Realizing Intrinsically Stretchable Semiconducting Polymer Films by Nontoxic Additives

Hao Wen Cheng, Song Zhang, Lukas Michalek, Xiaozhou Ji, Shaochuan Luo, Christopher B. Cooper, Huaxin Gong, Shayla Nikzad, Jerika A. Chiong, Yilei Wu, Yu Zheng, Qianhe Liu, Donglai Zhong, Yusheng Lei, Yoko Tomo, Kung Hwa Wei, Dongshan Zhou, Jeffrey B.H. Tok, Zhenan Bao

Research output: Contribution to journalArticlepeer-review

13 Citations (Scopus)


Stretchable polymer semiconductors are essential materials to realize soft skin-like electronics. However, most high-mobility semiconducting polymers suffer from poor stretchability and strain-dependent charge carrier mobility. Herein, we report an approach to improve the stretchability of semiconducting polymers while maintaining charge carrier mobility. The strain independent performance was accomplished by incorporating a nontoxic small molecule, namely triacetin (TA), into high-mobility conjugated polymers. We observed that TA molecules substantially increased the stretchability of the high-mobility semiconducting polymer diketopyrrolopyrrole-thienyl-vinyl-thiophene (DPP-TVT), with a crack onset strain >100%, while the neat DPP-TVT polymer only shows a low crack onset strain <25%. The organic field-effect transistor (OFET) devices fabricated using the TA blend films maintain similar charge carrier mobility compared to the neat DPP-TVT-based devices. The influences of TA additive were further characterized, which included reduced glass transition temperature of polymer backbones, decreased modulus, and breakage of the polymer chain aggregations. The TA additive functions as a plasticizer residing in between lamellae layers of semiconducting polymers, which helps to preserve the crystalline molecular packing under deformation. We demonstrated the applicability of this approach by improving the stretchability of various semiconducting polymers using TA and its analog tricaproin. Last, a stretchable OFET array was fabricated with TA blended films, and it showed a well-maintained charge carrier mobility even after 1000 stretch-release cycles at 50% strain.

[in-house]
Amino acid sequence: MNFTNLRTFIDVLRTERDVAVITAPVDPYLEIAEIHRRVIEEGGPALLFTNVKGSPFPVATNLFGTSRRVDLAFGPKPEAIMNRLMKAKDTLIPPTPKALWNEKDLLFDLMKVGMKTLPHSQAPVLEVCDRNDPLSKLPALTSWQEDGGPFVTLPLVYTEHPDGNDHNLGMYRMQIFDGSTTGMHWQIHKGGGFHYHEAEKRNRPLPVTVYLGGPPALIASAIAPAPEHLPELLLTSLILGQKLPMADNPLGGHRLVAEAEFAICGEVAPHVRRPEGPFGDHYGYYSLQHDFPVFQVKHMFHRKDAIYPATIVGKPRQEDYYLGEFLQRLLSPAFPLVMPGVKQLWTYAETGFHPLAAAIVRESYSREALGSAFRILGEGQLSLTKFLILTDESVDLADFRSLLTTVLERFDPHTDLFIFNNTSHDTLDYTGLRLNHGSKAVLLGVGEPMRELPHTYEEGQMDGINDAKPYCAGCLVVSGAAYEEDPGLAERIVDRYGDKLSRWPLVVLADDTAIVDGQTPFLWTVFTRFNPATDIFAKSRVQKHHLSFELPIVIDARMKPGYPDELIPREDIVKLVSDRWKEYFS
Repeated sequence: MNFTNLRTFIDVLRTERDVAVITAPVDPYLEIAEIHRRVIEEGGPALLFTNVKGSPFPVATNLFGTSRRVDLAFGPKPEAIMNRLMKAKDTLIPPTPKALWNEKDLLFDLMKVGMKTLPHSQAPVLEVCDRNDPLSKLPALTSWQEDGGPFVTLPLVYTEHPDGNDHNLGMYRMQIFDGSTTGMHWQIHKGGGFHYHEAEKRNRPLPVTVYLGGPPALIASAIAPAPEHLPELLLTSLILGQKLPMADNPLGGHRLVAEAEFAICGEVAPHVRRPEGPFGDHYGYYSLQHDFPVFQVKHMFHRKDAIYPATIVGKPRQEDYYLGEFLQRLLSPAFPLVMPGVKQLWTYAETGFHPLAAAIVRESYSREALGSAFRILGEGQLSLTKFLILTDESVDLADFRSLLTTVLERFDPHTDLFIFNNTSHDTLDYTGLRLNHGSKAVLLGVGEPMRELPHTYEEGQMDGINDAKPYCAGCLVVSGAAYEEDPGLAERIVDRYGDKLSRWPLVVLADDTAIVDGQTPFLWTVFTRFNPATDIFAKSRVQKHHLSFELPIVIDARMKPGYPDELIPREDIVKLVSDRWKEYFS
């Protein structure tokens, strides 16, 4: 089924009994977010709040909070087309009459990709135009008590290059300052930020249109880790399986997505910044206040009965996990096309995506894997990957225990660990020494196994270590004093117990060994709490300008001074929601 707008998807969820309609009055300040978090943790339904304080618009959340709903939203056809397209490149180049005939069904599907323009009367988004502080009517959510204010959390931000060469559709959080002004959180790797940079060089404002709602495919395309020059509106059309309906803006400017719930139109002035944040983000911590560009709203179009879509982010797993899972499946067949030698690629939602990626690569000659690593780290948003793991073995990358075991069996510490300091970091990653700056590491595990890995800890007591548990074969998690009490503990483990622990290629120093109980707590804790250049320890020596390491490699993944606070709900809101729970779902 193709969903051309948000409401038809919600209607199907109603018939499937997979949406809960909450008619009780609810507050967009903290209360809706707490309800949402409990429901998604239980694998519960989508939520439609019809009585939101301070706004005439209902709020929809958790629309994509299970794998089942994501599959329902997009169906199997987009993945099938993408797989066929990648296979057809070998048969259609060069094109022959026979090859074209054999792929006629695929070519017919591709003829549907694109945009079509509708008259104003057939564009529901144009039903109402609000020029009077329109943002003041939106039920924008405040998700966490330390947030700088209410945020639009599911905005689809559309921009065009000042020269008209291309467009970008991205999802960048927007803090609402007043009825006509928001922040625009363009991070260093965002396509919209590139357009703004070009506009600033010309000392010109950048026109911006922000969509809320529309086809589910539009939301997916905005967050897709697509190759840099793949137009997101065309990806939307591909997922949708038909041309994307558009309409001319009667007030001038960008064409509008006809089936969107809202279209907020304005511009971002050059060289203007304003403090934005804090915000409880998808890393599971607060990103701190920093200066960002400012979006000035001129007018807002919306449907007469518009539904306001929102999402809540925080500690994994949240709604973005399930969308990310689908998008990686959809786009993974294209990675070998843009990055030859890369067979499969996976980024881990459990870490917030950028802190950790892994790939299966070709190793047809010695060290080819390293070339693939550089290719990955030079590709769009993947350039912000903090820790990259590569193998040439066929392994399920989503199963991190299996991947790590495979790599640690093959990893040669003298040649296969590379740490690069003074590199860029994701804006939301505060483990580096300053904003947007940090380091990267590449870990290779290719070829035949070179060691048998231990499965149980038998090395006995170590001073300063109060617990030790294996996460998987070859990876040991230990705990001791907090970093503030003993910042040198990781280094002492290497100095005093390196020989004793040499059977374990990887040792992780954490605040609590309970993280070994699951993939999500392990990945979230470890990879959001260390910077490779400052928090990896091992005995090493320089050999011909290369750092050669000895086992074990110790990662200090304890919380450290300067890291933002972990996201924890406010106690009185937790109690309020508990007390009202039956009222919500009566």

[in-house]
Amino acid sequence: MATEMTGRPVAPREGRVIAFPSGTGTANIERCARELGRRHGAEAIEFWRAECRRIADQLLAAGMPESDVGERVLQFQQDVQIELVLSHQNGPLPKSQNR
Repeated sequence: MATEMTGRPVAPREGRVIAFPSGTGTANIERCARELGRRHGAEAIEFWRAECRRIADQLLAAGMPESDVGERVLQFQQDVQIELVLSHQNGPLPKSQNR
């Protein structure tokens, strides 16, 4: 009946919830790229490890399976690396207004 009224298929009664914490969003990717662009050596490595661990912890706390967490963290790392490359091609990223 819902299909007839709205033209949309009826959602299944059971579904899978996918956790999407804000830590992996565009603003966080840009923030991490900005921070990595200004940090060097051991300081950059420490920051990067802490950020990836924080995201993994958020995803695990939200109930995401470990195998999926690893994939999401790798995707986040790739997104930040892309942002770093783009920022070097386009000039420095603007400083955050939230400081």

Original languageEnglish
Pages (from-to)2328-2336
Number of pages9
JournalACS Materials Letters
Issue number11
Publication statusPublished - Nov 7 2022

All Science Journal Classification (ASJC) codes

  • General Chemical Engineering
  • Biomedical Engineering
  • General Materials Science


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